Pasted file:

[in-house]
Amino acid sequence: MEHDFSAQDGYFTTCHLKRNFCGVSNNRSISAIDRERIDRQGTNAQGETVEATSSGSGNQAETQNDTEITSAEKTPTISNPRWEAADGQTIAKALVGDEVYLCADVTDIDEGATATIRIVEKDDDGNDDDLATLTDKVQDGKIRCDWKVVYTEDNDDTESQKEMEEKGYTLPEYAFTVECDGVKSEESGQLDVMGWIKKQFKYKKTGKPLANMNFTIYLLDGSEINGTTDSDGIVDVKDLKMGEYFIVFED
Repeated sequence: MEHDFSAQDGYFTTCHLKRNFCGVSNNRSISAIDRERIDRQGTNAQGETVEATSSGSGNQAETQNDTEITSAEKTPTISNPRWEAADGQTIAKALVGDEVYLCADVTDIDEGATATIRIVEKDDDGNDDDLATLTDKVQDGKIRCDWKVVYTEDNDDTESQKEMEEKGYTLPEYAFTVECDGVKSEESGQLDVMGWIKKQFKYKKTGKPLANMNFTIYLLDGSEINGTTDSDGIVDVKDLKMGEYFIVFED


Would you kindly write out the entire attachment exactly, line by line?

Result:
[in-house]
Amino acid sequence: MEHDFSAQDGYFTTCHLKRNFCGVSNNRSISAIDRERIDRQGTNAQGETVEATSSGSGNQAETQNDTEITSAEKTPTISNPRWEAADGQTIAKALVGDEVYLCADVTDIDEGATATIRIVEKDDDGNDDDLATLTDKVQDGKIRCDWKVVYTEDNDDTESQKEMEEKGYTLPEYAFTVECDGVKSEESGQLDVMGWIKKQFKYKKTGKPLANMNFTIYLLDGSEINGTTDSDGIVDVKDLKMGEYFIVFED
Repeated sequence: MEHDFSAQDGYFTTCHLKRNFCGVSNNRSISAIDRERIDRQGTNAQGETVEATSSGSGNQAETQNDTEITSAEKTPTISNPRWEAADGQTIAKALVGDEVYLCADVTDIDEGATATIRIVEKDDDGNDDDLATLTDKVQDGKIRCDWKVVYTEDNDDTESQKEMEEKGYTLPEYAFTVECDGVKSEESGQLDVMGWIKKQFKYKKTGKPLANMNFTIYLLDGSEINGTTDSDGIVDVKDLKMGEYFIVFED